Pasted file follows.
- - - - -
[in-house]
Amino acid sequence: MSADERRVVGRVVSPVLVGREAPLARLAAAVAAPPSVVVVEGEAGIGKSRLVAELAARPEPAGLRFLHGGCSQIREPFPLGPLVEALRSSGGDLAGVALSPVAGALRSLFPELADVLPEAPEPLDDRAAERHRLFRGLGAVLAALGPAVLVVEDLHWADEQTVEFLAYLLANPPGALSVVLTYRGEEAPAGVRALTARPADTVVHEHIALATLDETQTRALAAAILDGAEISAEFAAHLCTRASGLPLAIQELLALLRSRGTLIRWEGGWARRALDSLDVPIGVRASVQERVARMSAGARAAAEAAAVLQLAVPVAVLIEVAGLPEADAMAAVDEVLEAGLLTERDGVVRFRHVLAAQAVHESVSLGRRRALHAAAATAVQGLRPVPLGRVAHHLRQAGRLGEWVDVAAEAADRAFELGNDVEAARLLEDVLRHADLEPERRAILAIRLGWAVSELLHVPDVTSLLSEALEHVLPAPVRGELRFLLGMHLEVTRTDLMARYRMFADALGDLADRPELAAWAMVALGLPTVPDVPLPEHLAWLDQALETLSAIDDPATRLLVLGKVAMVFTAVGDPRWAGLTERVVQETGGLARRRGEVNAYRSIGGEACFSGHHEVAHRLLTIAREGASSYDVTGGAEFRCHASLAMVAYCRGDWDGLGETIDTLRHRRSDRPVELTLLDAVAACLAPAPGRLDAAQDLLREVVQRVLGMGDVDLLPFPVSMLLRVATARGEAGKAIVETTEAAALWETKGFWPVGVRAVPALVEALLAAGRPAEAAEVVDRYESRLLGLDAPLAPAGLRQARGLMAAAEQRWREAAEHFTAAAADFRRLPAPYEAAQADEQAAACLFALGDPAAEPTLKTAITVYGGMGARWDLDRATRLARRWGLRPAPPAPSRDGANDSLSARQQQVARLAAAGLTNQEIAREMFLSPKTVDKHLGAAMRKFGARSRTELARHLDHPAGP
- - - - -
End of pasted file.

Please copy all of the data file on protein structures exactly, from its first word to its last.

[in-house]
Amino acid sequence: MSADERRVVGRVVSPVLVGREAPLARLAAAVAAPPSVVVVEGEAGIGKSRLVAELAARPEPAGLRFLHGGCSQIREPFPLGPLVEALRSSGGDLAGVALSPVAGALRSLFPELADVLPEAPEPLDDRAAERHRLFRGLGAVLAALGPAVLVVEDLHWADEQTVEFLAYLLANPPGALSVVLTYRGEEAPAGVRALTARPADTVVHEHIALATLDETQTRALAAAILDGAEISAEFAAHLCTRASGLPLAIQELLALLRSRGTLIRWEGGWARRALDSLDVPIGVRASVQERVARMSAGARAAAEAAAVLQLAVPVAVLIEVAGLPEADAMAAVDEVLEAGLLTERDGVVRFRHVLAAQAVHESVSLGRRRALHAAAATAVQGLRPVPLGRVAHHLRQAGRLGEWVDVAAEAADRAFELGNDVEAARLLEDVLRHADLEPERRAILAIRLGWAVSELLHVPDVTSLLSEALEHVLPAPVRGELRFLLGMHLEVTRTDLMARYRMFADALGDLADRPELAAWAMVALGLPTVPDVPLPEHLAWLDQALETLSAIDDPATRLLVLGKVAMVFTAVGDPRWAGLTERVVQETGGLARRRGEVNAYRSIGGEACFSGHHEVAHRLLTIAREGASSYDVTGGAEFRCHASLAMVAYCRGDWDGLGETIDTLRHRRSDRPVELTLLDAVAACLAPAPGRLDAAQDLLREVVQRVLGMGDVDLLPFPVSMLLRVATARGEAGKAIVETTEAAALWETKGFWPVGVRAVPALVEALLAAGRPAEAAEVVDRYESRLLGLDAPLAPAGLRQARGLMAAAEQRWREAAEHFTAAAADFRRLPAPYEAAQADEQAAACLFALGDPAAEPTLKTAITVYGGMGARWDLDRATRLARRWGLRPAPPAPSRDGANDSLSARQQQVARLAAAGLTNQEIAREMFLSPKTVDKHLGAAMRKFGARSRTELARHLDHPAGP